This “new” hardware, new game, on still new 3D technology was being developed suspiciously fast. Issues and decisions were quickly settled. Faxes with questions were on my desk in the morning and my answers were needed in time for my evening phone call with Japan. Ultimately we would learn that System 11 was an arcade version of the PlayStation hardware. Though the Sony brand was a household name, the success of the PlayStation was by no means a foregone conclusion. And not being a content producer, Sony quietly flew under the radar as they built a giant developer community.

Tekken PS1

Tekken was a big hit for PlayStation

Ridge Racer was key to the PlayStation's North American launch.

Ridge Racer was key to the PlayStation’s North American launch.

The 1970’s ill-fated strategy of the Betamax more than lingered with Sony management. It taught Sony that superior technology didn’t always win the race. This time around, software support and adopting a whole product approach would be required. Who would be ideal partners to help market the PlayStation? Namco was an industry leader, itself building a library of 3D games. And like Sony, Namco too had a bone to pick with Nintendo. Namco was rewarded with Ridge Racer becoming the key pack-in game in North America. 3D games Tekken, Time Crisis, Soul Blade and Ace Combat sold millions and helped solidify the PlayStation’s success.

Introduction of PlayStation

The original Sony PlayStation

The original Sony PlayStation

The 1994 launch of the PlayStation shook things up as never before. It accomplished what Nintendo nor Sega could do. The PlayStation ran 3D games that looked as good as those in arcades. Now arcade players needed to wait only a few short months before they could buy the same game.

Keeping things in perspective, the coin-operated game industry survived for over 80 years. It survived all eight generations of the home video game console, personal handhelds, and mobile devices. Perhaps years from now, the creation of CD-ROM and even mobile gaming might look like mere bumps in the road.

Arcade Games Lost Their Competitive Advantage

The PlayStation’s parity with coin-op eliminated the arcade’s “competitive advantage”. More specifically their “differential advantage”, because players no longer viewed arcade games to be superior over the console. If Nintendo’s NES started the bleeding, the PlayStation caused a hemorrhage.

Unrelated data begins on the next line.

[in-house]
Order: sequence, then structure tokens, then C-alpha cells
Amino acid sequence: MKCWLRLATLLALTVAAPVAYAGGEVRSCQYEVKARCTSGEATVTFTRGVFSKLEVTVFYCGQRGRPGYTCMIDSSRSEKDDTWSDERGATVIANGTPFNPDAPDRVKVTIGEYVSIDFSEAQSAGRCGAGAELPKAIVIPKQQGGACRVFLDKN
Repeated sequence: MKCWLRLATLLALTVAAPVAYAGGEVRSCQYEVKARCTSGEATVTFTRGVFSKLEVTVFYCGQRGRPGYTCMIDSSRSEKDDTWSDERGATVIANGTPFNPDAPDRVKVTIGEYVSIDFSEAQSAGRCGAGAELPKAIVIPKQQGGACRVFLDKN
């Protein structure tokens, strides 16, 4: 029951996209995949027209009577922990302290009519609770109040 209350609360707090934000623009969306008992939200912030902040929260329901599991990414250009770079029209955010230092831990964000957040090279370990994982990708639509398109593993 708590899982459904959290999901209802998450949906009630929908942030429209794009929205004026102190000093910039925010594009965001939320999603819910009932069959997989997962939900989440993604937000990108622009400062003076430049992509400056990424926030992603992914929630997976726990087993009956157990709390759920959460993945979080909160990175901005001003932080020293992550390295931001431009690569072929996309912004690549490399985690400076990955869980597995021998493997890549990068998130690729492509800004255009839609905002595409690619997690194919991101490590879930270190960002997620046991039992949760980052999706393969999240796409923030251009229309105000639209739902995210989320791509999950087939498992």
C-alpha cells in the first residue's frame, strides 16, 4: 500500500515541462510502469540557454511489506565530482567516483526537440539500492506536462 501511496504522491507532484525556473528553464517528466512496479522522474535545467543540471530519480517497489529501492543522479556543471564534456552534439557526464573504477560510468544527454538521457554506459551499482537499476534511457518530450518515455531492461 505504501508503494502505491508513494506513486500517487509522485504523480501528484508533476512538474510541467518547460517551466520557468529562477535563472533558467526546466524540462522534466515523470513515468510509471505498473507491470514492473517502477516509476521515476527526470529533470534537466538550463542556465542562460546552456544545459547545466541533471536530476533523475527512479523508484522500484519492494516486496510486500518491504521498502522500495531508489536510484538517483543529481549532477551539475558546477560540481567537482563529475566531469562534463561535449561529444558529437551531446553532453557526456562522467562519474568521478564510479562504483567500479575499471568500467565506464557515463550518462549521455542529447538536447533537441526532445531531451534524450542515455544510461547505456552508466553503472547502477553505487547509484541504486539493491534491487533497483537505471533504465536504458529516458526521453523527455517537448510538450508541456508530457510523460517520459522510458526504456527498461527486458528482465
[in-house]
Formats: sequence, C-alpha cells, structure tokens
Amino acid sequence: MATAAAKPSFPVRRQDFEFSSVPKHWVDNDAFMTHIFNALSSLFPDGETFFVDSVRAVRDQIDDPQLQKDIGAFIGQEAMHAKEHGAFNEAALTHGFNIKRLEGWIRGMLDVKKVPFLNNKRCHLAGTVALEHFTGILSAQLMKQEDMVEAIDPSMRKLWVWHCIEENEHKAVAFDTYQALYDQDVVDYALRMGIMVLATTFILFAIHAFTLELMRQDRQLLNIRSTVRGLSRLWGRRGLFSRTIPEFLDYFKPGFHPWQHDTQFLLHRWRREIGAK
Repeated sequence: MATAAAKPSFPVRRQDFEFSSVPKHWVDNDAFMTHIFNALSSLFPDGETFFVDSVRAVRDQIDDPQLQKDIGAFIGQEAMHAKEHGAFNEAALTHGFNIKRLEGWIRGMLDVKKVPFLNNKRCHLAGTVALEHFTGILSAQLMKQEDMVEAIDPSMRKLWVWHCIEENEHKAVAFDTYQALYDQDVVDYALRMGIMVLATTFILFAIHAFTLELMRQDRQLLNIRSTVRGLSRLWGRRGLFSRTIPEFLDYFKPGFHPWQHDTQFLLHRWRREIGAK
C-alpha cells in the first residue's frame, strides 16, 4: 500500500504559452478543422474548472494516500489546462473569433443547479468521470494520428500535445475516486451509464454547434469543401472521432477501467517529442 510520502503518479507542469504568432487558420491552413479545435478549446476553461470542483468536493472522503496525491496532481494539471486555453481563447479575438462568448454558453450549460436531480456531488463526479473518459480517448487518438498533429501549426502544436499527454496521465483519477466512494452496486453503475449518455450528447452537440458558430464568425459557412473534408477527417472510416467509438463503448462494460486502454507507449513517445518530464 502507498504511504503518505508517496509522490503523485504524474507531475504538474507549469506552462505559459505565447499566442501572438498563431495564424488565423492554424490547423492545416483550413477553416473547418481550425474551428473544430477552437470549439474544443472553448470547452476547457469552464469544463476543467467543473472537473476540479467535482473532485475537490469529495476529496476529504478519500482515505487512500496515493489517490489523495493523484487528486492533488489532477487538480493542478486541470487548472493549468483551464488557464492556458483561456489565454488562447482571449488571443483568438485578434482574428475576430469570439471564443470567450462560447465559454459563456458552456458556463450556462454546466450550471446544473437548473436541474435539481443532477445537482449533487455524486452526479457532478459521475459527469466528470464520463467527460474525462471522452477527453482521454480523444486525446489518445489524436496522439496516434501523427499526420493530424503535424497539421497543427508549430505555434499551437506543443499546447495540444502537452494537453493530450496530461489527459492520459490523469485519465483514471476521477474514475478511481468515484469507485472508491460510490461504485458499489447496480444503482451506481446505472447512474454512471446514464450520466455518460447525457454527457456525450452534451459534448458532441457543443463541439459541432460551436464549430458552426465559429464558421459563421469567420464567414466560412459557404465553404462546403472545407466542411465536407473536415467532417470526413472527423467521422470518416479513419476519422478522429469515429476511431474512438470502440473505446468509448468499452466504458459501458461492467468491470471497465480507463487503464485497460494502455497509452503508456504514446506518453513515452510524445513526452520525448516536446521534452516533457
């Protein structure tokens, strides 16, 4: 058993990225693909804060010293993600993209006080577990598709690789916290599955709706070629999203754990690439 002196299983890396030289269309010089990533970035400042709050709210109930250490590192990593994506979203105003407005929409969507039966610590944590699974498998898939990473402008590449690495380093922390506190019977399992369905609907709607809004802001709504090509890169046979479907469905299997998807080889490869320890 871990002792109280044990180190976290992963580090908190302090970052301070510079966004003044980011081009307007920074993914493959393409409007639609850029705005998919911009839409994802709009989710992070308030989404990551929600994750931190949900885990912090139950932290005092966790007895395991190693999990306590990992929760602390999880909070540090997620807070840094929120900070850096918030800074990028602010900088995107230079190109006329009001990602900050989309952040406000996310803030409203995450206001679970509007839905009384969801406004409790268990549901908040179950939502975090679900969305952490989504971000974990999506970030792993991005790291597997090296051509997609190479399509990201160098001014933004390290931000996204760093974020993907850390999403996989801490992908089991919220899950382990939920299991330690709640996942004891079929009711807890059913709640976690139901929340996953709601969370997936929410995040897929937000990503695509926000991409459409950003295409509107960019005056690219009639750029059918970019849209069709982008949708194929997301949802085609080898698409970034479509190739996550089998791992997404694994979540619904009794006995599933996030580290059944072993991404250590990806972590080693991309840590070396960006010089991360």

After nearly 40 years and through four generations of consoles, coin-operated games finally lost this advantage. Arcade income began to tumble and arcade’s across America closed their doors. With fewer manufacturers selling fewer machines to fewer arcades, for many the ends no longer justified the means.

For Sega, the Dreamcast was no match for the PlayStation. In a market that couldn’t support three consoles, they were the odd man out.

With consoles now the dominant force, games now debuted in coin-op for testing and marketing support. Arcade releases once had six months before their release to PlayStation. But eventually, even this gave way to near simultaneous releases.

Ridge Racer was important to the PlayStation's US launch in 1995

Ridge Racer was important to the PlayStation’s US launch in 1995

Pressure mounted on arcade game operators. The luxury of a wait and see approach to game buying had disappeared. It forced them to buy early and make hay while they could. The growing popularity of the PlayStation was like an incoming tidal wave.

Namco again accepted their role of being a software provider for yet another console. But coin-op was the company’s roots and life blood. Arcade games would need to evolve if they were to continue and have a place in coin-operated entertainment.

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4 Responses to Namco: The Role of Coin-Op in the PlayStation

  1. Bob Weiss says:

    Hi Jerry,
    A little side bar for you regarding the playstation hardware that we used for the production of our coin op games at NAMCO America.
    Unaware we began production of our first games utilizing this hardware, only to discover that we could not export the finished product out of the United States. Seems as though it was O.K. to import the hardware, but we were not able to export it. Turned out there was no one in the U.S. that we could team up with to solve this, not even Sony. The government had concerns about the potential of and for the hardware falling into the wrong hands.
    As such I took it upon myself as Director on Manufacturing, under the direction our COO, Kenji Hisatsune to work with the government to obtain the necessary approval that would allow NAMCO to be able to export the product. When the process was completed, NAMCO became the only company in the U.S. with the government approval that could export product utilizing the playstation hardware.
    Bob Weiss

  2. Bud Leiser says:

    Great article!

    We never did do a class field trip to any arcades. I agree with you thought it’s the games that can’t port to console that dominate the floor space. Especially if they have tickets or prizes.

    Just the other day at Riviera hotel’s pinball museum I saw an “old” game I loved that had a skateboard control system. So much fun and could never be ported without a similar control device. Yet that’s also a double edged sword, because the control is so different it creates a friction barrier. Some people look at it and won’t try it or physically can’t use it.

    • Jerry Momoda says:

      I agree. For some, playing a game like that means they are “on center stage” and feel intimidated.

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